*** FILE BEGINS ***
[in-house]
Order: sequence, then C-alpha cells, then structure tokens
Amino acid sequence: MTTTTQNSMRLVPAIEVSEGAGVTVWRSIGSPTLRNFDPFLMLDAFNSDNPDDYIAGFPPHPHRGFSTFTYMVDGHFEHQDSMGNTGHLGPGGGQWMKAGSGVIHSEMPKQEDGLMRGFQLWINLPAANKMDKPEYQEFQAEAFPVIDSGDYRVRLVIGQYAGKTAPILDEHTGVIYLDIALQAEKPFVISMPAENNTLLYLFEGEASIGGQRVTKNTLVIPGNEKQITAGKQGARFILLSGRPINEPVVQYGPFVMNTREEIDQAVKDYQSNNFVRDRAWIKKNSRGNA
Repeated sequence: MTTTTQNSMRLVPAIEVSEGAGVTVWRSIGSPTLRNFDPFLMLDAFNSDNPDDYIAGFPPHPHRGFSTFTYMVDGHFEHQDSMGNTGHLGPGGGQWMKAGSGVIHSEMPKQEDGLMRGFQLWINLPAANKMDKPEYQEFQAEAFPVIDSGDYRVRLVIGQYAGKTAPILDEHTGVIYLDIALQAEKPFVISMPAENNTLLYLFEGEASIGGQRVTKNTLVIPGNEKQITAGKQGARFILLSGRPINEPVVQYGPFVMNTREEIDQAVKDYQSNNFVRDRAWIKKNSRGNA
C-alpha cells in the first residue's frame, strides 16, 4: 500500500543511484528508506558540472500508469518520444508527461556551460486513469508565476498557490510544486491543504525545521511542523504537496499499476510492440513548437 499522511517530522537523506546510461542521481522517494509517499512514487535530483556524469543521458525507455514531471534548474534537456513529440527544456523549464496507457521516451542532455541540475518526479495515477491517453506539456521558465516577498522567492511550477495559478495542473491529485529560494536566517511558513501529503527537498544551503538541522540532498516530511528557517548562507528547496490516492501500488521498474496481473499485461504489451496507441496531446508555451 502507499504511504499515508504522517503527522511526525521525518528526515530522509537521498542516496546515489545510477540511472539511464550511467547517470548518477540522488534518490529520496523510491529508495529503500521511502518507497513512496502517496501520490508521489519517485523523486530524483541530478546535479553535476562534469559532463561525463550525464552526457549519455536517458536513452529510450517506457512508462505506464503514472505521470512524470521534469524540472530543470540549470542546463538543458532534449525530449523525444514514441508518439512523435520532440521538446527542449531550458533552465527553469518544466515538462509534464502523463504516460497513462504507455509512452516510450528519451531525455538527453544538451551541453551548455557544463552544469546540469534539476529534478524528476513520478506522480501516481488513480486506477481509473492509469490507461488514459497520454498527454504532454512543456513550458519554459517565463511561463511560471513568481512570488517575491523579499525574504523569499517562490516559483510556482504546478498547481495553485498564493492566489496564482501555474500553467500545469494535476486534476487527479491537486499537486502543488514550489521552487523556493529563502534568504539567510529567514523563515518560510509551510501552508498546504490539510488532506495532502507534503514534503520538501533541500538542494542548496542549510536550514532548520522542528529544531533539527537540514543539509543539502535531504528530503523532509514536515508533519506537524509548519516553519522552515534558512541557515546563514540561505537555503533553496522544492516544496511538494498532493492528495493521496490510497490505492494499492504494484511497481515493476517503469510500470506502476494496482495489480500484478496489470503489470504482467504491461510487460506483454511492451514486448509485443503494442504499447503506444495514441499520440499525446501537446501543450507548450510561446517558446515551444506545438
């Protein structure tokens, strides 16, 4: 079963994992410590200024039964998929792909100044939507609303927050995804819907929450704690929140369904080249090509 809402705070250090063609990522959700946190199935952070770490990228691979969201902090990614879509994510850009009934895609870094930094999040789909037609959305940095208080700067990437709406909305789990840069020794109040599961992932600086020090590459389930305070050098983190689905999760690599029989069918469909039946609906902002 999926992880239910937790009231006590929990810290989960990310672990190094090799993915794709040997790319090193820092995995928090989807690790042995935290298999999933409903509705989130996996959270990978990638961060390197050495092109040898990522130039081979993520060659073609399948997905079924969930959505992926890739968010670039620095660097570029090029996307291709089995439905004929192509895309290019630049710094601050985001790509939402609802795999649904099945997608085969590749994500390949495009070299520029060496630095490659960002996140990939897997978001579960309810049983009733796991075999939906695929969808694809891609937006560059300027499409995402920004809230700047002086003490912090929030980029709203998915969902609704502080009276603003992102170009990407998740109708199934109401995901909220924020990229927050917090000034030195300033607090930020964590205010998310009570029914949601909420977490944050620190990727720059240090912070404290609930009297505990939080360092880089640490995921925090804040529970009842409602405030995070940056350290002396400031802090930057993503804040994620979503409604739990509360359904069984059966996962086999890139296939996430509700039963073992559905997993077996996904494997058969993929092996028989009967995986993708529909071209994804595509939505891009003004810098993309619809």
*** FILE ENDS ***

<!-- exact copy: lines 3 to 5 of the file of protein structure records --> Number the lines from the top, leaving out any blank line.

Amino acid sequence: MTTTTQNSMRLVPAIEVSEGAGVTVWRSIGSPTLRNFDPFLMLDAFNSDNPDDYIAGFPPHPHRGFSTFTYMVDGHFEHQDSMGNTGHLGPGGGQWMKAGSGVIHSEMPKQEDGLMRGFQLWINLPAANKMDKPEYQEFQAEAFPVIDSGDYRVRLVIGQYAGKTAPILDEHTGVIYLDIALQAEKPFVISMPAENNTLLYLFEGEASIGGQRVTKNTLVIPGNEKQITAGKQGARFILLSGRPINEPVVQYGPFVMNTREEIDQAVKDYQSNNFVRDRAWIKKNSRGNA
Repeated sequence: MTTTTQNSMRLVPAIEVSEGAGVTVWRSIGSPTLRNFDPFLMLDAFNSDNPDDYIAGFPPHPHRGFSTFTYMVDGHFEHQDSMGNTGHLGPGGGQWMKAGSGVIHSEMPKQEDGLMRGFQLWINLPAANKMDKPEYQEFQAEAFPVIDSGDYRVRLVIGQYAGKTAPILDEHTGVIYLDIALQAEKPFVISMPAENNTLLYLFEGEASIGGQRVTKNTLVIPGNEKQITAGKQGARFILLSGRPINEPVVQYGPFVMNTREEIDQAVKDYQSNNFVRDRAWIKKNSRGNA
C-alpha cells in the first residue's frame, strides 16, 4: 500500500543511484528508506558540472500508469518520444508527461556551460486513469508565476498557490510544486491543504525545521511542523504537496499499476510492440513548437 499522511517530522537523506546510461542521481522517494509517499512514487535530483556524469543521458525507455514531471534548474534537456513529440527544456523549464496507457521516451542532455541540475518526479495515477491517453506539456521558465516577498522567492511550477495559478495542473491529485529560494536566517511558513501529503527537498544551503538541522540532498516530511528557517548562507528547496490516492501500488521498474496481473499485461504489451496507441496531446508555451 502507499504511504499515508504522517503527522511526525521525518528526515530522509537521498542516496546515489545510477540511472539511464550511467547517470548518477540522488534518490529520496523510491529508495529503500521511502518507497513512496502517496501520490508521489519517485523523486530524483541530478546535479553535476562534469559532463561525463550525464552526457549519455536517458536513452529510450517506457512508462505506464503514472505521470512524470521534469524540472530543470540549470542546463538543458532534449525530449523525444514514441508518439512523435520532440521538446527542449531550458533552465527553469518544466515538462509534464502523463504516460497513462504507455509512452516510450528519451531525455538527453544538451551541453551548455557544463552544469546540469534539476529534478524528476513520478506522480501516481488513480486506477481509473492509469490507461488514459497520454498527454504532454512543456513550458519554459517565463511561463511560471513568481512570488517575491523579499525574504523569499517562490516559483510556482504546478498547481495553485498564493492566489496564482501555474500553467500545469494535476486534476487527479491537486499537486502543488514550489521552487523556493529563502534568504539567510529567514523563515518560510509551510501552508498546504490539510488532506495532502507534503514534503520538501533541500538542494542548496542549510536550514532548520522542528529544531533539527537540514543539509543539502535531504528530503523532509514536515508533519506537524509548519516553519522552515534558512541557515546563514540561505537555503533553496522544492516544496511538494498532493492528495493521496490510497490505492494499492504494484511497481515493476517503469510500470506502476494496482495489480500484478496489470503489470504482467504491461510487460506483454511492451514486448509485443503494442504499447503506444495514441499520440499525446501537446501543450507548450510561446517558446515551444506545438